A hidden self-portrait by Vincent van Gogh, with his ear intact, was found behind another canvas by the Dutch painter, the National Galleries Scotland in Edinburgh announced in early July. The work was discovered thanks to an X-ray study of the canvas “Portrait of a Peasant Girl”, painted by van Gogh in 1885. The study was conducted prior to an exhibition on Impressionism at the Scottish museum.
“When we first saw the X-ray, we were of course very excited,” said Lesley Stevenson, senior curator at the National Gallery of Scotland. The portrait was found on the back of the canvas, covered by layers of glue and cardboard, which had apparently been placed before an exhibition in the early 20th century, reported AFP news agency.
Moments like this are incredibly rareFrances Fowle, curator of the National Gallery of Scotland
Van Gogh (1853-1890) is known to have reused canvases to save money and to have made approximately 40 self-portraits in ten years, because he often had no money to pay models. This self-portrait shows a bearded man seated with a hat and a scarf around his neck, and his left ear-which the painter cut off in 1888-is perfectly visible.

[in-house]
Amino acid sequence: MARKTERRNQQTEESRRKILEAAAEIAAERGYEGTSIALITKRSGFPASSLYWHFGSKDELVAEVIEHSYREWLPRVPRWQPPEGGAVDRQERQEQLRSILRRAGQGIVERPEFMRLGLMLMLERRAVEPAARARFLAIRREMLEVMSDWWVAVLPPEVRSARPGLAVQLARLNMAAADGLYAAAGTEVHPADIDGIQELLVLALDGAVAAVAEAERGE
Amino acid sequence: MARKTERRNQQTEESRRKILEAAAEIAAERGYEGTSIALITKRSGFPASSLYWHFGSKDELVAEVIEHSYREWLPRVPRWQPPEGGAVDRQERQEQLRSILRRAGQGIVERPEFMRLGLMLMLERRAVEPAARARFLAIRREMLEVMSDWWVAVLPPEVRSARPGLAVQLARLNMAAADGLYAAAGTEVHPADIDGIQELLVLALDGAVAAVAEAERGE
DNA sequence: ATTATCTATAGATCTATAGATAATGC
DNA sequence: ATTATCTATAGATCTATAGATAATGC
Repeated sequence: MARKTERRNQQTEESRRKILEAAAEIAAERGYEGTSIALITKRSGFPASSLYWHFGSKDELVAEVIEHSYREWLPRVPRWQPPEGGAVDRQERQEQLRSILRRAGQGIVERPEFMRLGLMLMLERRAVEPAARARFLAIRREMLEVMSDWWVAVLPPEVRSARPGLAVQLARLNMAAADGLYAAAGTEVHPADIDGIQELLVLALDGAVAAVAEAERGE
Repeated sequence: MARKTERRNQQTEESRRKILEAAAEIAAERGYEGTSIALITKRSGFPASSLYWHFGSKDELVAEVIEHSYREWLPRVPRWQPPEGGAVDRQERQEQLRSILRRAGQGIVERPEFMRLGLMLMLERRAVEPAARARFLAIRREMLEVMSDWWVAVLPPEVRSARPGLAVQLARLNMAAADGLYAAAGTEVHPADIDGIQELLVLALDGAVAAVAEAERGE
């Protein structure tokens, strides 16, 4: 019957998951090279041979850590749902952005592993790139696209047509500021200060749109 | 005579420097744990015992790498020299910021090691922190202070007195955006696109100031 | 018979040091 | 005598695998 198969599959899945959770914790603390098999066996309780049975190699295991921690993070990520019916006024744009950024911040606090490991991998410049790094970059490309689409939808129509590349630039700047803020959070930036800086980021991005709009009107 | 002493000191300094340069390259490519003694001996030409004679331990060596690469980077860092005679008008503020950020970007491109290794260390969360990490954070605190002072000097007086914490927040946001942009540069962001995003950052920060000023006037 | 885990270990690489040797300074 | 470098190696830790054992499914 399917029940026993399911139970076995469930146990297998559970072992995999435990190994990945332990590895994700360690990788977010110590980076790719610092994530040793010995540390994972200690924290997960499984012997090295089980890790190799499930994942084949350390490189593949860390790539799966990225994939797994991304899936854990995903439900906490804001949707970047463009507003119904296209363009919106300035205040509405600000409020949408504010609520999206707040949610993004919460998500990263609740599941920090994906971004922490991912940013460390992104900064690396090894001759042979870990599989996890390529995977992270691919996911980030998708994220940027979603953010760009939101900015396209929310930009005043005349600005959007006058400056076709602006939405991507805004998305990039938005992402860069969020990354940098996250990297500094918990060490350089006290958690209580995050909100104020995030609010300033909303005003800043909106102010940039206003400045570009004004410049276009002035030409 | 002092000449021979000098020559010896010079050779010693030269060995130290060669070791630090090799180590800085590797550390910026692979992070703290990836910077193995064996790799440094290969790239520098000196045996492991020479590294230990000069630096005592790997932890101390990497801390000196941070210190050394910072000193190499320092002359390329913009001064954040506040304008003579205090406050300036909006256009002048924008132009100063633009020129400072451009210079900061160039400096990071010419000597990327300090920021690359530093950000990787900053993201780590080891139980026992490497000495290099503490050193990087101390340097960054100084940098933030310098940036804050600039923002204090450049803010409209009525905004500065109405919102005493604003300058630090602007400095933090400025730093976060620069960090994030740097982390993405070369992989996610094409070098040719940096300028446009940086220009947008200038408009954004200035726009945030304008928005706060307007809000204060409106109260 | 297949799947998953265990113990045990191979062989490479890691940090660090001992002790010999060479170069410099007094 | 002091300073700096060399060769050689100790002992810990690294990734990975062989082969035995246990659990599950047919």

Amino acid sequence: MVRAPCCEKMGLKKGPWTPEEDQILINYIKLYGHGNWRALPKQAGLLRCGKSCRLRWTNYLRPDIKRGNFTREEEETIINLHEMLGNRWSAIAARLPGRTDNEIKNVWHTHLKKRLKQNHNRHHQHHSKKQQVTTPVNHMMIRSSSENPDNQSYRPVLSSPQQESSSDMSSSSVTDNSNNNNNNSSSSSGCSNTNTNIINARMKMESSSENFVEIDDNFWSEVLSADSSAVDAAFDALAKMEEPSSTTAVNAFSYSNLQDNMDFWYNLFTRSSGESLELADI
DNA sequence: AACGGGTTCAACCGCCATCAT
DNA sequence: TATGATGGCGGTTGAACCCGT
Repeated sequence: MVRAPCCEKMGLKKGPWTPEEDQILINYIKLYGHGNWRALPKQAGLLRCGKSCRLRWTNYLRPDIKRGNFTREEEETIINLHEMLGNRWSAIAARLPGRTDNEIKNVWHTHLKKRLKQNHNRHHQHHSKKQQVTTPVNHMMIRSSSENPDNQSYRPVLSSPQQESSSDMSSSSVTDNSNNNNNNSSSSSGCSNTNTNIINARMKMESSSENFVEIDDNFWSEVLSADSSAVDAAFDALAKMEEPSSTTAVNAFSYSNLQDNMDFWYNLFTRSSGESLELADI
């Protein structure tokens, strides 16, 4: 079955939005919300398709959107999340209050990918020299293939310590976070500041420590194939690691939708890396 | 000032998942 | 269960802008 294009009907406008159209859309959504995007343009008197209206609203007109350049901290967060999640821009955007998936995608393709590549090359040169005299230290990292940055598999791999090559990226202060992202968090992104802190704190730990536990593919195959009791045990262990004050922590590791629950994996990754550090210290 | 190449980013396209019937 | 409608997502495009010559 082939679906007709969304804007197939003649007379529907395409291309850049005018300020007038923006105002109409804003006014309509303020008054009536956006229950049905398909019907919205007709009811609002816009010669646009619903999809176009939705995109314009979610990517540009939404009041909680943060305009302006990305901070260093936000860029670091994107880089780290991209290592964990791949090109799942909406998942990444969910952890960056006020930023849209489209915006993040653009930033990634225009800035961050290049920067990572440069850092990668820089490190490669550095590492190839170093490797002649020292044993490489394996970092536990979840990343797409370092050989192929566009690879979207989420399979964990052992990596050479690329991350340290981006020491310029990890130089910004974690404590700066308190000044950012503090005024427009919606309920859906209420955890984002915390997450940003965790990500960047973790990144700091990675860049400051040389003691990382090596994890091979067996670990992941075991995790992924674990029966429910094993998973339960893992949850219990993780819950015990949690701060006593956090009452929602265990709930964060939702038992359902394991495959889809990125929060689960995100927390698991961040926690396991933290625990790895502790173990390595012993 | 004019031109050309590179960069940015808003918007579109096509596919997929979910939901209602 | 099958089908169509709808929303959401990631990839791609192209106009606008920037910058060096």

“Portrait of a Peasant Woman” entered the collection of the National Galleries Scotland (NGS) in 1960 as part of a gift from a prominent Edinburgh lawyer, and depicts a woman from the village of Nuenen in the southern Netherlands, where the artist lived from December 1883 to November 1885, according to BBC.
We have discovered a previously unpublished work by Vincent van Gogh, one of the world’s most important and best-known artistsFrances Fowle, curator of the National Gallery of Scotland
Van Gogh scholars believe the artist painted the self-portrait on the other side of the canvas later and at a key moment in his career, after moving to Paris and being exposed to the work of the French Impressionists.
This discovery came about thanks to advances in science and technology and improved conservation methods that allow experts to evaluate works of art without damaging them. Experts must now assess how to remove the glue to separate the two paintings without damaging them.
Van Gogh’s work was almost never sold during the artist’s lifetime and his fame came after his early death in 1890, when he was only 37 years old. The discovered work will be on public display at the exhibition in Edinburgh from July 30th to November 13th, where visitors will be able to see the painting, reproduced by X-ray.